The Week in COVID & Education Policy: UK Schools Struggle with Variants, State Budgets Recover and More Key Updates
This is our weekly briefing on how the pandemic is shaping schools and education policy, vetted, as always, by AEI Visiting Fellow John Bailey. Click here to see the full archive. Get this weekly roundup, as well as rolling daily updates, delivered straight to your inbox — sign up for The 74 Newsletter.
- “Our goal is to compile data at either the school or district level on learning models (traditional five-day-in-person, hybrid, virtual) over the course of the school year. We will additionally aim to collect information on enrollment counts by learning model.”
- “When we launch the full site in August, these data (and, we hope, much more) will be available for download. We’ll also be working to post public data that can be matched up to the school data — information like school demographics and community COVID cases, and possibly also information about things like internet connectivity infrastructure.”
- “We’ll also be working with private companies to post information about their data, and to connect them with researchers and policymakers who might want to access information on learning outcomes, child health or school attendance data.”
June 11, 2021 — The Big Three
Schools in England struggle to contain rising COVID-19 variants. Students, who remain unvaccinated, have been disproportionately hit.
- “The proportion of pupils in England absent from school because of COVID nearly doubled in the week leading up to the start of half-term, rising from 1 percent to 1.8, and accounting for more than 140,000 pupils, according to government data.”
- “In places where the Delta variant first identified in India has taken hold, the spike is sharpest.”
- “Professor Russell Viner, a pediatric professor at University College London and adviser to government’s SAGE committee, said high levels of testing in schools meant more cases were being recorded than other parts of society, adding that school infections mirrored those in the community, rather than driving rates of transmission.”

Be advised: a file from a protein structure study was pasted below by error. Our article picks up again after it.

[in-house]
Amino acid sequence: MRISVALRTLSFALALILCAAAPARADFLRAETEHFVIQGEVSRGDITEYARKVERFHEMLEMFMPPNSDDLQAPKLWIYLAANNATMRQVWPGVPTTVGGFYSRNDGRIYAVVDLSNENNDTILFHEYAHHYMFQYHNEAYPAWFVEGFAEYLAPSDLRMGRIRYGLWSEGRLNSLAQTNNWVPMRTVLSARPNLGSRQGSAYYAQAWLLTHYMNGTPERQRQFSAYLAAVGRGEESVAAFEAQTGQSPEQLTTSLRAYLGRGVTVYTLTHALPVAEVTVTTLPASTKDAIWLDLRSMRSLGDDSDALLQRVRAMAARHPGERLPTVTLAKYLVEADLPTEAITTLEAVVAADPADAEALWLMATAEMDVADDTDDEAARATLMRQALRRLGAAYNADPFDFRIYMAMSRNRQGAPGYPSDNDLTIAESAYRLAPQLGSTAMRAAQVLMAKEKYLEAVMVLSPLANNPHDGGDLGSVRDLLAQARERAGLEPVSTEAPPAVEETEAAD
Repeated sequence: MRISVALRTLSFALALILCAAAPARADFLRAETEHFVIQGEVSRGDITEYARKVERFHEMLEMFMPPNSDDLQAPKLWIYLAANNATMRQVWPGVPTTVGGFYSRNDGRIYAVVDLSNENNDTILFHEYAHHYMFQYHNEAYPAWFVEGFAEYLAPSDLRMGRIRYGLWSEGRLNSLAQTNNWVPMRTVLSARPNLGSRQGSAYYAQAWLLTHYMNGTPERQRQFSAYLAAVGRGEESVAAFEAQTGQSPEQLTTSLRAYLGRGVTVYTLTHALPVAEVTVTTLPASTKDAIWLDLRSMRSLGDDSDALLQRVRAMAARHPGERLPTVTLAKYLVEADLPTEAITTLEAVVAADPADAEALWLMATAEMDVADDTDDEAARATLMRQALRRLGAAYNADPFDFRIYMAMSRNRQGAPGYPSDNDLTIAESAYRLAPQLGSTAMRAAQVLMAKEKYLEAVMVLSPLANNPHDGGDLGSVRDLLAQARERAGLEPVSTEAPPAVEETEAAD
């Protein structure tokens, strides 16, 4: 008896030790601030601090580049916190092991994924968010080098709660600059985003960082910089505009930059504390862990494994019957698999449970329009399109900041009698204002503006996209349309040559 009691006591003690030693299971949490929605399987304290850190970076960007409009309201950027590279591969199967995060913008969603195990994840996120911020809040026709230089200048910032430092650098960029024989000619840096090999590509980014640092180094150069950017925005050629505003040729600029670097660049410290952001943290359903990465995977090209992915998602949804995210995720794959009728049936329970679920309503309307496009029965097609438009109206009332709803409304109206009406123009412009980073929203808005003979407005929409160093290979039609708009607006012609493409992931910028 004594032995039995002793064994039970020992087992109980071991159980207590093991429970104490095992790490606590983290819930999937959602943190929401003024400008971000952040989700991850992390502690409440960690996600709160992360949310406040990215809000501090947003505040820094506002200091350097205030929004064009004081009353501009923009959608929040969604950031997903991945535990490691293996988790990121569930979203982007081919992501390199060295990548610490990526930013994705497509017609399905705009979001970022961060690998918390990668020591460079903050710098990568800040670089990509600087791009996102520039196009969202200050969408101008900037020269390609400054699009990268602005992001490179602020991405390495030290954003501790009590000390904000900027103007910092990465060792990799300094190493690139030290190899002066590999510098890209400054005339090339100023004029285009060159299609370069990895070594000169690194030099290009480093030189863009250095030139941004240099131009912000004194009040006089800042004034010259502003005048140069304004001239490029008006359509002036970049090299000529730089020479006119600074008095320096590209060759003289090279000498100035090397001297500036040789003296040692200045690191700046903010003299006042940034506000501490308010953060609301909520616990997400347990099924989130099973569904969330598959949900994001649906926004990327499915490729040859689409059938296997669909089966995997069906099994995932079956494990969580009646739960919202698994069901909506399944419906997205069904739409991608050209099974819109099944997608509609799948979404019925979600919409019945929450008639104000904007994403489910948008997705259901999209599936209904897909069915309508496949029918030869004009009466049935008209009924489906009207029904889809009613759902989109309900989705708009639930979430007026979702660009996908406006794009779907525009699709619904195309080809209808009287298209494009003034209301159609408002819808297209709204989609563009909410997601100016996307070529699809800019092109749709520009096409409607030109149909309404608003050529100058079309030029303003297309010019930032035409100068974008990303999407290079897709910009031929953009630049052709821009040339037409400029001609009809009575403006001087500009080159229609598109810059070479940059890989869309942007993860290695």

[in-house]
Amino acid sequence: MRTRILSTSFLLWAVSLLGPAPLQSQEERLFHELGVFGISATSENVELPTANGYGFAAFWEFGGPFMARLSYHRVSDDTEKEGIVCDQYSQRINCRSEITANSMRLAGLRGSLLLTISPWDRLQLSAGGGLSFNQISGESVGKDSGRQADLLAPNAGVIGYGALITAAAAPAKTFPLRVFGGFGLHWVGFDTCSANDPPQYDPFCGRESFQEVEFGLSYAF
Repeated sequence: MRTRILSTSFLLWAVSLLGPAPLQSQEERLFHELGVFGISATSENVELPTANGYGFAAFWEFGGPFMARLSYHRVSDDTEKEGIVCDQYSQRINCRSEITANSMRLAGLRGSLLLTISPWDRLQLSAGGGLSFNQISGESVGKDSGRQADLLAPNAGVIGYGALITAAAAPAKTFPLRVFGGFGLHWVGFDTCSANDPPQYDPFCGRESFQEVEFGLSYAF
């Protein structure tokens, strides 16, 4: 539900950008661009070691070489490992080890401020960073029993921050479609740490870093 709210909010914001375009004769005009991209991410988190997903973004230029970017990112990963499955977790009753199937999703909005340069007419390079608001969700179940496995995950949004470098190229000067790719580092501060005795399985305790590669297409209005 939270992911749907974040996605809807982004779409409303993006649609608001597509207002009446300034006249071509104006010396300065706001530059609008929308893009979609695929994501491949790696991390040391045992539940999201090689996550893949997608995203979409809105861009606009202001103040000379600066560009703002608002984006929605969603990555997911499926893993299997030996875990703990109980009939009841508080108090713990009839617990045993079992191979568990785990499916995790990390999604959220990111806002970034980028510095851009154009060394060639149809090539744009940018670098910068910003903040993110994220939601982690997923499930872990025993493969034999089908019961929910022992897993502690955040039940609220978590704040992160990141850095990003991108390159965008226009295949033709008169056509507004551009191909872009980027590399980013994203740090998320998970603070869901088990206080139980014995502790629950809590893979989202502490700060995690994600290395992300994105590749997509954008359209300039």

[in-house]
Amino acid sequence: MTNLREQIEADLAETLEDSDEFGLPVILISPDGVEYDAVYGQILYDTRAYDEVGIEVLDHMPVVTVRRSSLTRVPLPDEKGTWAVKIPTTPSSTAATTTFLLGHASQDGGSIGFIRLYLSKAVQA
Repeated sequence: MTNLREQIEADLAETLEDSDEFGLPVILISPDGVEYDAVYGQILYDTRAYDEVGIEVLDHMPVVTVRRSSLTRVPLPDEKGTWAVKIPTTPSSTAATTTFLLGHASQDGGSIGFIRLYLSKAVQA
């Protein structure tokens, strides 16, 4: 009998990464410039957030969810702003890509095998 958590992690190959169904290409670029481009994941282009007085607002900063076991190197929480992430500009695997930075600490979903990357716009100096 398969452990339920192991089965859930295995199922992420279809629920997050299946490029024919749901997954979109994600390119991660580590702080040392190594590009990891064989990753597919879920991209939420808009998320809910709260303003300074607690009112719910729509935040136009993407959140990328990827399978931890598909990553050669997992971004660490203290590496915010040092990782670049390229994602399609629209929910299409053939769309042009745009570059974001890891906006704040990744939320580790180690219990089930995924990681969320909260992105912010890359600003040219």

States Rebound from Bleak Budget Forecasts, the Associated Press reports
- “It’s definitely safe to say that states are in a much better fiscal situation than they anticipated,” said Erica MacKellar, a fiscal analyst with National Conference of State Legislatures.
- “Spending plans for the budget year that begins July 1 are up 10 percent or more in states spanning from Florida and Maryland to Colorado, Utah and Washington.”
- “A recent Pew report found that after an initial sharp plunge in tax revenue, 29 states recovered to take in as much or more during the peak pandemic period of March 2020 through February 2021 than they did during the same 12 months before the pandemic began.”
- “Lawmakers in Maryland used words like ‘stunning’ and ‘unique’ to describe how federal aid helped reshape their budget situation. The state’s record $52.4 billion budget for its new fiscal year provides bonuses to state workers, boosts payments to the poor, builds parks and playgrounds in every county, and still sets aside about $2 billion for savings.”
How Can Education Use the Approach that Accelerated COVID Vaccine Development? Via Stacey Childress
- “Advances in instructional methods and technologies have shown promise at small scale. But the education sector struggles to translate these into more widely used methods, tools and practices that support students and teachers.”
- “R&D converts research into capabilities — practices, methods, prototypes, tools — that can be built on to create breakthroughs. The education sector, and K-12 in particular, lacks this type of R&D capacity. Other sectors of society have much stronger R&D ecosystems, and often the innovations they spur have enormous impact on our everyday lives.”
- “Arati Prabhaker, who served as DARPA’s [Defense Advanced Research Projects Agency] director during the second Obama administration, made the connection in an op-ed in The Hill last week: ‘Developing a vaccine for a new infectious agent used to take years or decades. Moderna was able to ship its first COVID-19 vaccine doses for clinical trials just 42 days after the sequence for the spike protein was known. A DARPA program made that possible.’”
Centers for Disease Control and Prevention: Fully vaccinated higher-education campuses can mostly drop coronavirus safety measures.
- “Campuses without entirely vaccinated populations should use prevention strategies, such as mask-wearing and physical distancing.”
Education Department: Released COVID-19 Handbook Volume 3: Strategies for Safe Operation and Addressing the Impact of COVID-19 on Higher Education Students, Faculty and Staff.
Child Tax Credit: Treasury is sending letters to more than 36 million families who may qualify for monthly payments. The IRS said it will receive a second letter that will estimate their monthly payment amount, which will begin hitting bank accounts July 15.